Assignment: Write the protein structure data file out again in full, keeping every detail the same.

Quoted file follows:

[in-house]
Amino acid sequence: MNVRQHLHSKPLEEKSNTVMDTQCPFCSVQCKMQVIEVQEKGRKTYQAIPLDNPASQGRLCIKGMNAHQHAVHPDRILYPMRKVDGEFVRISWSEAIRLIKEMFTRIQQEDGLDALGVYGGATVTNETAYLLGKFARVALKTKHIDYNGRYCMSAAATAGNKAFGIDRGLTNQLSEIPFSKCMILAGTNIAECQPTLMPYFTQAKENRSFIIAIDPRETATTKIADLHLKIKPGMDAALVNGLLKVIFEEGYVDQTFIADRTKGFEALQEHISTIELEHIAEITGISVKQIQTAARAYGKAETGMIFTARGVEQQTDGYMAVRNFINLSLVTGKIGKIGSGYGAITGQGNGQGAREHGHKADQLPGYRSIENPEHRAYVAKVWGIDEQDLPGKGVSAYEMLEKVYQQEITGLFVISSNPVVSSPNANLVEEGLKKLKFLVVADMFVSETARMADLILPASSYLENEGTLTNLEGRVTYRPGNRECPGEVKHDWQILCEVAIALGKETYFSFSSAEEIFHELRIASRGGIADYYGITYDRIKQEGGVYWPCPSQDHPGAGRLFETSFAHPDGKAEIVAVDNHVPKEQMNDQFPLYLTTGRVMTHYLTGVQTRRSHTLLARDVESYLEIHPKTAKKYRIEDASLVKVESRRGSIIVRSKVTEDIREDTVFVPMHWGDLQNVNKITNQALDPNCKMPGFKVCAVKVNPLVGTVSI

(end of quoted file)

[in-house]
Amino acid sequence: MNVRQHLHSKPLEEKSNTVMDTQCPFCSVQCKMQVIEVQEKGRKTYQAIPLDNPASQGRLCIKGMNAHQHAVHPDRILYPMRKVDGEFVRISWSEAIRLIKEMFTRIQQEDGLDALGVYGGATVTNETAYLLGKFARVALKTKHIDYNGRYCMSAAATAGNKAFGIDRGLTNQLSEIPFSKCMILAGTNIAECQPTLMPYFTQAKENRSFIIAIDPRETATTKIADLHLKIKPGMDAALVNGLLKVIFEEGYVDQTFIADRTKGFEALQEHISTIELEHIAEITGISVKQIQTAARAYGKAETGMIFTARGVEQQTDGYMAVRNFINLSLVTGKIGKIGSGYGAITGQGNGQGAREHGHKADQLPGYRSIENPEHRAYVAKVWGIDEQDLPGKGVSAYEMLEKVYQQEITGLFVISSNPVVSSPNANLVEEGLKKLKFLVVADMFVSETARMADLILPASSYLENEGTLTNLEGRVTYRPGNRECPGEVKHDWQILCEVAIALGKETYFSFSSAEEIFHELRIASRGGIADYYGITYDRIKQEGGVYWPCPSQDHPGAGRLFETSFAHPDGKAEIVAVDNHVPKEQMNDQFPLYLTTGRVMTHYLTGVQTRRSHTLLARDVESYLEIHPKTAKKYRIEDASLVKVESRRGSIIVRSKVTEDIREDTVFVPMHWGDLQNVNKITNQALDPNCKMPGFKVCAVKVNPLVGTVSI